Bartiromo said, “Guys on the floor of the New York Stock Exchange have been my family for so many years. I will never forget how they warmly welcomed me 20 years ago here. and just educated me, helped me. brought me along. I love all of you. not just the traders and specialists, but the security guards — there are so many friends I have here. I’m going to miss them so much.”

Here’s her formal goodbye at the end of the show:

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Why Bartiromo left CNBC for Fox Business

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Julia LaRoche and Henry Blodget of Business Insider write Friday about the real reasons why longtime CNBC anchor Maria Bartiromo decided to leave the business news channel for rival Fox Business Network.

LaRoche and Blodget write, “Yes, CNBC’s ratings have been low of late, but they’re still well above FOX Business Network’s ratings. CNBC still remains the No. 1 business news channel.

“According to a source familiar with Bartiromo’s thinking, her decision came down to three factors:

  • Money. FOX made a big offer. CNBC increased its own offer, but didn’t quite match FOX’s.
  • Visibility. FOX is going to give Bartiromo a live Sunday show on the FOX News Channel, which has a vastly larger audience than either business network. Bartiromo explored the possibility of hosting a similar show on NBC, but “Meet The Press” was taken and NBC wasn’t willing to create a similar slot for her.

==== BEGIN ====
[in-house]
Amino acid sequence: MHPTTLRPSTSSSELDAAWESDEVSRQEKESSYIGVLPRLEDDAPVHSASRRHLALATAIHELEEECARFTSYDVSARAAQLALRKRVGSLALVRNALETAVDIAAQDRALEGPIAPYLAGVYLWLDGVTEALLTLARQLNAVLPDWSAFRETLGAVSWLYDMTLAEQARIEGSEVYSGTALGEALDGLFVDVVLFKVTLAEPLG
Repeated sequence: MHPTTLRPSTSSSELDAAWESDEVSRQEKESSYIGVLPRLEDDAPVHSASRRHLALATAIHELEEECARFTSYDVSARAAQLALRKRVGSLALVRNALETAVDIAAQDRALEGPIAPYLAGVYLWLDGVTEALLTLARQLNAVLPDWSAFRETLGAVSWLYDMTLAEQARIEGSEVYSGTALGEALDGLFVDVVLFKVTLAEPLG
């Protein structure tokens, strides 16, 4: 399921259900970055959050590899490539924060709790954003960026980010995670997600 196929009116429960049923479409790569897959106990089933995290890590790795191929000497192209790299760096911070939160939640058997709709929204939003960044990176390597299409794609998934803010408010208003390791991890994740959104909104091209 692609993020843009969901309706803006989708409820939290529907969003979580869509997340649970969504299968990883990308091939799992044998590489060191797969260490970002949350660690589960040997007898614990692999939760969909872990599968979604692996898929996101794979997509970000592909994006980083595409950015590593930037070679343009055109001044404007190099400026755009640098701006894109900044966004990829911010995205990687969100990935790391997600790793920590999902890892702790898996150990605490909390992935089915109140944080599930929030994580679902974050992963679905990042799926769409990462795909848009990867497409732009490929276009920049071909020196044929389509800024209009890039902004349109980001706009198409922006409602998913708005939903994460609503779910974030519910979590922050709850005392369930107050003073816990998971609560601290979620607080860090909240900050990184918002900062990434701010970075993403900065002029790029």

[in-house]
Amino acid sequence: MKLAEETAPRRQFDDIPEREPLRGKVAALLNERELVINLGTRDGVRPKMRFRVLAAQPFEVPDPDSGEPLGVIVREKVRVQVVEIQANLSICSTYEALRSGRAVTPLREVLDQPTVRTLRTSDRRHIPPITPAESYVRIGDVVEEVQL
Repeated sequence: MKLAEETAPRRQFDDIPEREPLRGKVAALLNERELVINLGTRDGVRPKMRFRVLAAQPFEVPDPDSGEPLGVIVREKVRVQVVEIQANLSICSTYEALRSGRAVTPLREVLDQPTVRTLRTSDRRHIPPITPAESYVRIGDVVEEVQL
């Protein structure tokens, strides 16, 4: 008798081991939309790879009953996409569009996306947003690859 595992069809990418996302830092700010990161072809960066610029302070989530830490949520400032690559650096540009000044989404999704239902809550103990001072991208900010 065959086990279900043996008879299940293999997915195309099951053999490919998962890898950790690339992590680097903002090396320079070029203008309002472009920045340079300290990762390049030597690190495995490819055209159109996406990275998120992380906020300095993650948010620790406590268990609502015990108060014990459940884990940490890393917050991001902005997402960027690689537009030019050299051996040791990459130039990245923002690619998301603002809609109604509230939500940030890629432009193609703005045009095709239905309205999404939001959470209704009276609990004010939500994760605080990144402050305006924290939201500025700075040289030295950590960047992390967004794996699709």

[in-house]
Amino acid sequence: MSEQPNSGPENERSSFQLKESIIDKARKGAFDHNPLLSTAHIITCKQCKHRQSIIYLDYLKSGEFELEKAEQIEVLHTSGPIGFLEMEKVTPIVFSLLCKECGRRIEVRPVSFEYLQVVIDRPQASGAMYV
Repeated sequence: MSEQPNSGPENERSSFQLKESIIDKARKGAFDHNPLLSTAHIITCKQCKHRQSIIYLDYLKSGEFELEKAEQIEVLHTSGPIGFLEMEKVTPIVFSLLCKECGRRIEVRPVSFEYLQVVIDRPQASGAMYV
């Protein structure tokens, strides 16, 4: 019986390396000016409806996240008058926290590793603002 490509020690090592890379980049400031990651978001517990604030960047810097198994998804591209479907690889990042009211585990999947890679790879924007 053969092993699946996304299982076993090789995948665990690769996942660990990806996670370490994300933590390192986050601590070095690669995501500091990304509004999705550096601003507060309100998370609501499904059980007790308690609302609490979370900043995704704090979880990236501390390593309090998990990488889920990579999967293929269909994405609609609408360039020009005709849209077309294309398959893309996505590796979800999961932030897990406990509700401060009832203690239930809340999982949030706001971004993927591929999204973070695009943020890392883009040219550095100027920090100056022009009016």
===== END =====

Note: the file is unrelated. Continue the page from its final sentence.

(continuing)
• The opportunity to, once again, help build something. FOX Business is no longer a startup network, but it has a long way to go before it challenges CNBC as the most popular business network.

“FOX’s overtures were also made more attractive and persuasive by the personal involvement of FOX boss Roger Ailes. Ailes persuaded Bartiromo that he would be personally committed to helping her further develop her career, support that Bartiromo did not feel she would have at CNBC and NBC.”

Read more here.
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CNBC memo on Bartiromo’s departure

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Here is the memo that CNBC president Mark Hoffman sent to the staff about the departure of anchor Maria Bartiromo:

After 20 years of groundbreaking work at CNBC, Maria Bartiromo will be leaving the company as her contract expires on November 24, 2013.

Maria’s contributions are too numerous to list here.  But, suffice it to say, she has been at the center of every major financial and business news story, working hard for CNBC, since her earliest days fighting it out on the floor of the New York Stock Exchange in the mid-90’s.